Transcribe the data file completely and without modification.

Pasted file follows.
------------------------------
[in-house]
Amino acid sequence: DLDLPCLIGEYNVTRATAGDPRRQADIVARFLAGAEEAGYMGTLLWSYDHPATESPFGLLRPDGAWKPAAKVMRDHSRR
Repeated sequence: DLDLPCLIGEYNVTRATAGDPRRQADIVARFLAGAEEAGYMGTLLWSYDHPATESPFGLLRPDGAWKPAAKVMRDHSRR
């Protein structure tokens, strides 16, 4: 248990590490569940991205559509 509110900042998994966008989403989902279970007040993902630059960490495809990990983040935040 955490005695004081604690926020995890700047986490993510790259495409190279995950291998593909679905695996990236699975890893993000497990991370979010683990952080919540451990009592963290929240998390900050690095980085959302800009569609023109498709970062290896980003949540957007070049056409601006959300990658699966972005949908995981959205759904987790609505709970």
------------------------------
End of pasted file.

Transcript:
[in-house]
Amino acid sequence: DLDLPCLIGEYNVTRATAGDPRRQADIVARFLAGAEEAGYMGTLLWSYDHPATESPFGLLRPDGAWKPAAKVMRDHSRR
Repeated sequence: DLDLPCLIGEYNVTRATAGDPRRQADIVARFLAGAEEAGYMGTLLWSYDHPATESPFGLLRPDGAWKPAAKVMRDHSRR
């Protein structure tokens, strides 16, 4: 248990590490569940991205559509 509110900042998994966008989403989902279970007040993902630059960490495809990990983040935040 955490005695004081604690926020995890700047986490993510790259495409190279995950291998593909679905695996990236699975890893993000497990991370979010683990952080919540451990009592963290929240998390900050690095980085959302800009569609023109498709970062290896980003949540957007070049056409601006959300990658699966972005949908995981959205759904987790609505709970």